Regulatory Changes in Quebec Crane Operator Training

Expert Panel Report Does Not Respect Safety Demands of Those Who Do the Work

The Quebec government unilaterally decreed in April of last year, new regulations governing the training of Quebec crane operators. The decree overturned the established standards and training that new crane operators must meet to ensure their own safety and that of other construction workers and the public. The government handed down its decree despite widespread opposition to the regulations, in particular from the crane operators themselves and their union.

Graphic on crane safety produced by FTQ Construction comparing previous 870 hours mandatory classroom training to new 80-hour on-the-job training requirement.

During public hearings into the proposed changes construction workers and their unions took a firm stand, describing the changes as unsafe and in violation of the Canadian Standards Association's Z150 safety code under which all Quebec crane workers fall. The code specifies the requirements related to mobile cranes to ensure the safety of workers and the public.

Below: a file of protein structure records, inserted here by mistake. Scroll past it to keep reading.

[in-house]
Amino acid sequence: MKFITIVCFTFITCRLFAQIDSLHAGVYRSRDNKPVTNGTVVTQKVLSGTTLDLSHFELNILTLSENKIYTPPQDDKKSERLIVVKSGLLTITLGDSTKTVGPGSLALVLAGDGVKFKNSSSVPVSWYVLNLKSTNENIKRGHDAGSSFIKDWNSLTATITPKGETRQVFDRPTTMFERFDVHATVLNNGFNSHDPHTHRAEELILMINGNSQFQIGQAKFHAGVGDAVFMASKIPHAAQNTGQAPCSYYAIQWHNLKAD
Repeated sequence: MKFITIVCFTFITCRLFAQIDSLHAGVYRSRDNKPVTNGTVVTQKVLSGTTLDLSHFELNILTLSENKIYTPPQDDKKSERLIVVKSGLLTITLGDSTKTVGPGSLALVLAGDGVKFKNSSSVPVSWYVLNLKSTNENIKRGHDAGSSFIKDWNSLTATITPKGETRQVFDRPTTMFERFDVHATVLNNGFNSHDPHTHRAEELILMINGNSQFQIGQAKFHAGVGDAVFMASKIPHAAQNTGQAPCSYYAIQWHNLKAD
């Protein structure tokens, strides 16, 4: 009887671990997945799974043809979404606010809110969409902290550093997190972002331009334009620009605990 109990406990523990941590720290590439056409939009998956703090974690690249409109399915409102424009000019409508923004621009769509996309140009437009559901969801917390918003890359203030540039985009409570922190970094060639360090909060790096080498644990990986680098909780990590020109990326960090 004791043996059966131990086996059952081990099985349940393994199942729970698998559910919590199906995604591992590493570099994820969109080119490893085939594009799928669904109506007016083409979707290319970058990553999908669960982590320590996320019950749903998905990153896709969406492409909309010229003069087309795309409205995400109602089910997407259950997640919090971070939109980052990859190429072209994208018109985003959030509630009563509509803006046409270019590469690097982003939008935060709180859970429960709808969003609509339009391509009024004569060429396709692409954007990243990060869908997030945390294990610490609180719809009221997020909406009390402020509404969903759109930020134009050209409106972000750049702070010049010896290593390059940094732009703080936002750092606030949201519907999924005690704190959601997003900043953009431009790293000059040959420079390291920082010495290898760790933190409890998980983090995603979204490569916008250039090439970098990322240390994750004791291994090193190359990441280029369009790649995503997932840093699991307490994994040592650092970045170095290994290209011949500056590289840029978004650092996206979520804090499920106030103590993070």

The initiative for the changes came from the state-organized and funded Quebec Construction Commission (CCQ), which oversees the construction trades and workers for the benefit of the biggest construction companies. The companies complained about a shortage of crane operators and demanded that the training regulations be greatly relaxed to create a larger pool of available crane operators regardless of their training and competence in the trade.

The government refuses to listen to the crane operators and their union and insists on implementing the changes. The crane operators and their union launched a determined struggle in opposition including an entire week last June when they refused to report for work. They denounced the government for imposing changes that in essence are an attack on well-established methods of training to ensure the safety of all at a construction site including the public.

The crane operators articulated two main demands: the new regulation must be withdrawn and mandatory crane operator training be maintained and that a roundtable be created to include all concerned parties, including teachers, to look into the problems linked to the crane operator sector and general construction site safety.

Instead, the government set up what it called an Expert Panel on regulatory changes in crane operator training. The report submitted by the panel at the end of March does not start from the need for training to ensure safety. It starts from the premise of a skilled labour shortage which is precisely the pretext being used by the construction industry and government to lower training and safety standards.